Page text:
It didn’t take Penguins general manager Ray Shero long to wrap up his summer’s work. During the four short weeks that passed since the black and gold bowed to Boston in the Conference Finals, he resolved virtually all of the team’s looming personnel issues and laid the foundation for the upcoming campaign.
Here’s a quick review of Shero’s moves:
June 12—Signed coach Dan Bylsma to a two-year extension.
June 13—Signed center Evgeni Malkin to an eight-year, $76 million extension.
June 24—Traded defenseman Alex Grant to Anaheim for left wing Harry Zolnierczyk.
June 27—Signed left wing Chris Kunitz to a three-year, $11.55 million extension.
June 30—Traded right wing Tyler Kennedy to San Jose for a second-round choice in the 2013 Entry Draft.
July 2—Signed defenseman Kris Letang to an eight-year, $58 million extension.
July 2—Signed right wing Pascal Dupuis to a new four-year, $15 million deal.
July 5—Signed right wing Craig Adams to a two-year, $1.35 million deal.
July 5—Signed former Pens defenseman Rob Scuderi to a four-year, $13.5 million deal.
Shero let third-line standout Matt Cooke walk (No. 24 joined ex-Pens assistant Mike Yeo in Minnesota). While the club will miss “Cookie’s” grit, smarts and drive—not to mention his penalty killing—he’d become a marked man in recent seasons.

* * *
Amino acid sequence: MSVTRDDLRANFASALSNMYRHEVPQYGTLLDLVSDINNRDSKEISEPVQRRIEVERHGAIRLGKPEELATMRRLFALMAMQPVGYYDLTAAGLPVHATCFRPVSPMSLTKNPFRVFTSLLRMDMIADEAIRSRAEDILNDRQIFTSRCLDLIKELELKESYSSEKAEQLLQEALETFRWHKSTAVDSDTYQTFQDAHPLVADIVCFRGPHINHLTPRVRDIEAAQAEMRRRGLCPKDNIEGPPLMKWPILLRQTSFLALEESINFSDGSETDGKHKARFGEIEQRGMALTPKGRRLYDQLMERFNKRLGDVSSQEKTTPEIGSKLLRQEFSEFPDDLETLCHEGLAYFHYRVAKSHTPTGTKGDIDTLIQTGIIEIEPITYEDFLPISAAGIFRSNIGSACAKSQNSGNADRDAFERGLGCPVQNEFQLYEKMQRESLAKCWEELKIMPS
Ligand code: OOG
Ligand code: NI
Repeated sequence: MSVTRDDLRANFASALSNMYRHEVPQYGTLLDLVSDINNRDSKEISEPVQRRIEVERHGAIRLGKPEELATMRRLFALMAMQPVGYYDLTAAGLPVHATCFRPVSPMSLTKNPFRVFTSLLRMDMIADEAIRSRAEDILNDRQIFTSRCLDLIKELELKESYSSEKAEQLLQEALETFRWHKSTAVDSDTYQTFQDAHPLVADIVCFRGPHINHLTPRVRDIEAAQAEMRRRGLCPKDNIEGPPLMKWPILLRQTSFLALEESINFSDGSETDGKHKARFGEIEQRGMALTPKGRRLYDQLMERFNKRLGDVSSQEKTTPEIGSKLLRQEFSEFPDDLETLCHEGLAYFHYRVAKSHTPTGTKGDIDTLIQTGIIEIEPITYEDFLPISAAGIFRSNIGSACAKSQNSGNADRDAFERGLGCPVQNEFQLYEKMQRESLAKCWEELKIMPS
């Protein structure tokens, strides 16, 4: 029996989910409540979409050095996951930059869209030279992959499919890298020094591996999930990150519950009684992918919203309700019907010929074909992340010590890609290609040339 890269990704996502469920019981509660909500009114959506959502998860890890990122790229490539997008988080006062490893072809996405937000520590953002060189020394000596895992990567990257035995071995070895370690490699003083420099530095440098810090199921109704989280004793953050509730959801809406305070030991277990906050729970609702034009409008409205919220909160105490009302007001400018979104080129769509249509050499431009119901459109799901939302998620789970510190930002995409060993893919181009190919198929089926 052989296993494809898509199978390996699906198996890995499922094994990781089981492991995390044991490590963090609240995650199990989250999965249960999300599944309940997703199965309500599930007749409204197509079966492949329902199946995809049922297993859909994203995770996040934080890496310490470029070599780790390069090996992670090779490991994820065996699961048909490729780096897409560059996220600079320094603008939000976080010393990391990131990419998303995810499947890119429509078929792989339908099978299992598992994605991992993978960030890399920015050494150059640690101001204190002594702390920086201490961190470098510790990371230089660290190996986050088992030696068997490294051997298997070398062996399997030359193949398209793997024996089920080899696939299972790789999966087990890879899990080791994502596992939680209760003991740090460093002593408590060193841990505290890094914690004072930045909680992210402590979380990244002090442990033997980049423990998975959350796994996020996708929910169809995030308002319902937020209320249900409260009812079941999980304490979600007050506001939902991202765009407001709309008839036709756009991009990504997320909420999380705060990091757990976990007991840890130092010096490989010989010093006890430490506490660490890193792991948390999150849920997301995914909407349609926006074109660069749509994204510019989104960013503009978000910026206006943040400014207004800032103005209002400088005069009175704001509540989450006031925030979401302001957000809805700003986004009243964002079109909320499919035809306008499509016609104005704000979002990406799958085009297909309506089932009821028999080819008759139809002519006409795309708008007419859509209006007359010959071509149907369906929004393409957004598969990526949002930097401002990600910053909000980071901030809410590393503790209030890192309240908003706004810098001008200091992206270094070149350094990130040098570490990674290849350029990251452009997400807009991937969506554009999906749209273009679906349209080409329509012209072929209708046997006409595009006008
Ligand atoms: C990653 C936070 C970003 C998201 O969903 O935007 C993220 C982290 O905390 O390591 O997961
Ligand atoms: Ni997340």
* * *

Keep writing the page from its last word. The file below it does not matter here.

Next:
Likewise, the Pens GM didn’t pursue any of the high-profile free agents—Jarome Iginla, Brenden Morrow, and Douglas Murray—he imported during the 2013 stretch run. Iginla, who signed an incentive-laden deal with Boston, never found his niche in the ‘Burgh.
So where does this leave the Penguins? Cap issues aside, in remarkably good shape. With Malkin, Dupuis and Kunitz in tow, the top two lines are set. Scuderi will partner with Letang to form what promises to be a highly effective defense pairing. Bylsma should be able to craft a capable, high-energy fourth line from the likes of Adams, Tanner Glass, Joe Vitale and Zolnierczyk. The new-look third line—which likely will feature Brandon Sutter centering for fellow ex-Hurricane Jussi Jokinen and restricted free agent Dustin Jeffrey—could be a pleasant surprise.
Indeed, the biggest question mark is in goal, where Marc-Andre Fleury must prove he’s a legit starter in the wake of another playoff meltdown. Still, thanks to Shero’s boldness, the Pens’ outlook is good for the coming season—and beyond.